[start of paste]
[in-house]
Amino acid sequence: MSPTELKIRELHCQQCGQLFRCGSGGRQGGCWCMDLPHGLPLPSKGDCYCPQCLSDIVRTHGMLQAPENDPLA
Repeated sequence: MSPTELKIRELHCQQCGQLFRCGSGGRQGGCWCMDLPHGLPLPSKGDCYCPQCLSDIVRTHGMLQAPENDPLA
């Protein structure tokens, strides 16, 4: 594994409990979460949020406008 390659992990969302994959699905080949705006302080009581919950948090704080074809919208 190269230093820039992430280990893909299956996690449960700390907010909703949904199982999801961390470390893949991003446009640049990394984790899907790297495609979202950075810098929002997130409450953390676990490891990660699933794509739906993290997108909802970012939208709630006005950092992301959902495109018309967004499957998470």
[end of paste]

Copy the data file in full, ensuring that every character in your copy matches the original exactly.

[in-house]
Amino acid sequence: MSPTELKIRELHCQQCGQLFRCGSGGRQGGCWCMDLPHGLPLPSKGDCYCPQCLSDIVRTHGMLQAPENDPLA
Repeated sequence: MSPTELKIRELHCQQCGQLFRCGSGGRQGGCWCMDLPHGLPLPSKGDCYCPQCLSDIVRTHGMLQAPENDPLA
């Protein structure tokens, strides 16, 4: 594994409990979460949020406008 390659992990969302994959699905080949705006302080009581919950948090704080074809919208 190269230093820039992430280990893909299956996690449960700390907010909703949904199982999801961390470390893949991003446009640049990394984790899907790297495609979202950075810098929002997130409450953390676990490891990660699933794509739906993290997108909802970012939208709630006005950092992301959902495109018309967004499957998470």